A Grouch Abroad II
Jerome Shea August 4, 2007 Weekend Wonk
Friday afternoon, I think it was, we spent six months in the Uffizi Gallery. It sure felt like that, traipsing from room to room to room to room…
Please understand. I get off on Renaissance religious art with the same fervor as the next guy. But please! ENOUGH! I got really maxed out on the Big A’s (Assumption, Ascension, Annunciation), not to mention the nativity scenes and all the pietas. And can we please relegate St. Sebastian to the geek tent? (“Come right in, folks! See the Human Pincushion!”) It was a forced march through Culture, and I was one weary foot soldier. The imp or the Irish in me longed to turn a corner and find an Elvis on velvet, or dogs playing poker.
But the Uffizi is just Florence writ small, a literal embarrassment of riches. I am thumbing through a guidebook, noting all the things we didn’t see, didn’t do. Yes, I climbed to the top of Brunelleschi’s remarkable dome (463 steps, if you ever wondered); no, we didn’t make it to the Boboli Gardens. We hiked up to the Piazzale Michelangelo, but not farther up, to the church of San Miniato and Monte alle Croci. Never saw the Brownings’ digs or the church where Dante first laid eyes on Beatrice. Saw the Palazzo Vecchio and the Palazzo Pitti only from the outside. Visited Santa Croce but not Santo Spirito.
I know it is churlish to complain about such abundance. “Sensory overload,” thy name is Florence. Give me a real six months of small doses in the Uffizi and I know that I would have the beginnings of a true education of the soul.
A kaleidoscope of marvels, each, as they say, more marvelous than the next. Surely the Duomo (along with the Baptistry and the Campanile), so massive that the cathedral in Pisa could fit inside it. (Imagine how smug the Florentines were and are about that!) Polychrome on the outside, stark within, and the dome itself an engineering marvel of its time or any other time, so much so that Brunelleschi has the singular honor of being buried in the Duomo. Santa Croce, the “Westminster Abbey” of Florence, holds the tombs of Michaelangelo, Galileo, Leonardo Bruni, Gioacchino Rossini, and many lesser lights—and a cenotaph honoring Dante, in exile still. The Ponte Vecchio, mercifully spared during WWII, with its bust of Benvenuto Cellini (ever so fitting). The Piazza della Signoria, where Savonarola presided over the Bonfire of the Vanities and met a similar fate himself in 1498.
Again, I’m getting footsore just recounting it all.
Florence’s most famous son was surely Michaelangelo (or Michelagnolo) Buonarroti, he of David and the Sistine Chapel ceiling. The original David is in Florence (in the Galleria dell‘Accademia) and the Florentines are not shy about the fact. There are scads of cheap reproductions in all sizes, not to mention pure schlock (so I won’t). But the real thing, the thing that you have seen pictured all your life, is truly—in a word that has been sadly devalued—awesome. David stands fourteen feet tall, in soft white marble. The pose and that beautiful face invite you to read his thoughts as he sizes up the Philistine giant, Goliath. To me he is thinking, in quiet wonder, “I can do this.”* Which is also a very Florentine thought.
You haven’t been to Tuscany until you’ve been to a hill town, and there is one, Fiesole, only about five kilometers from the center of the city. For Diana and me, this was the highlight of the week.
But first a word about the Etruscans, the mysterious people who founded Fiesole around 700 BC and whose origins were in dispute for centuries. Recent DNA research suggests that the Greek historian Herodotus was probably right when he claimed that they emigrated from Lydia, in Asia Minor, perhaps escaping from a famine. They practiced a very primitive religion (Frazer mentions them in The Golden Bough), elements of which were taken over by the Romans, who, by the fourth century BC, had conquered and absorbed them. The Etruscans, from which the name Tuscany is derived, slowly disappeared, becoming Romans and, later, Italians.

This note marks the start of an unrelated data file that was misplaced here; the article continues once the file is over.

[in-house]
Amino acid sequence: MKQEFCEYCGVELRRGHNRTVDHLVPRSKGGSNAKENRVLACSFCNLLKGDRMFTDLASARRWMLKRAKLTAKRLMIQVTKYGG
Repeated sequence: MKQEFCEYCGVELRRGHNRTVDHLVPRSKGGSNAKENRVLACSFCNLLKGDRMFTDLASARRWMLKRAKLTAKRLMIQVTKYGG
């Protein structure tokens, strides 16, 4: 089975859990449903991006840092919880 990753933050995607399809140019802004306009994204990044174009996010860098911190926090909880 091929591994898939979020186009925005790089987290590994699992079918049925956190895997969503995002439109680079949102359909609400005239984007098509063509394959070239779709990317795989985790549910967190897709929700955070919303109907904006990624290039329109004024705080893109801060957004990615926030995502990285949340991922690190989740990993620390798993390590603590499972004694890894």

Their outstanding talent was in mining and metalwork. Because of this, and because of the striking tomb paintings that have been discovered, the Florentines have claimed spiritual if not biological descent from these people. In no small measure, they say, the Florentine Renaissance was a long-delayed flowering of Etruscan genius.
Fiesole (you take the #7 bus) is, I would guess, about 500 feet higher than Florence. From the Via San Francesco you have a breathtaking view of the whole of Florence, a toy city for a god’s children to play with. The centerpiece of Fiesole, literally and figuratively, is the excavated Roman and Etruscan ruins (with some Lombard graves thrown in for good measure). The Roman amphitheater and baths—hot, tepid, and cold—date from the first century AD. A few yards to the east are the ruins of an Etruscan temple, probably dedicated to Minerva (fourth century?) over which the Romans built their own temple some 400 years later. Looking north (Florence is to the south), the low hills of Tuscany roll on and on, shimmering in the summer’s haze.
My favorite of Browning’s “dramatic monologues,” I think, is the one put in the mouth of Andrea del Sarto, who was called “the faultless painter.” Del Sarto was a contemporary of the big three, da Vinci, Michaelangelo, and Raphael, and no slouch himself. But the poem asks, in effect, how it is that one can be “faultless,” that one can see and improve upon the subtle flaws of craftsmanship in a Raphael painting, say, and yet never, ever, hope to BE a Raphael. The most famous lines in the poem are
“Ah, but a man’s reach should exceed his grasp, Or what’s a heaven for?”
That, too, is a very Florentine thought. Ciao.
*To suggest that he is thinking “Piece a cake!” is probably pushing it a bit far.
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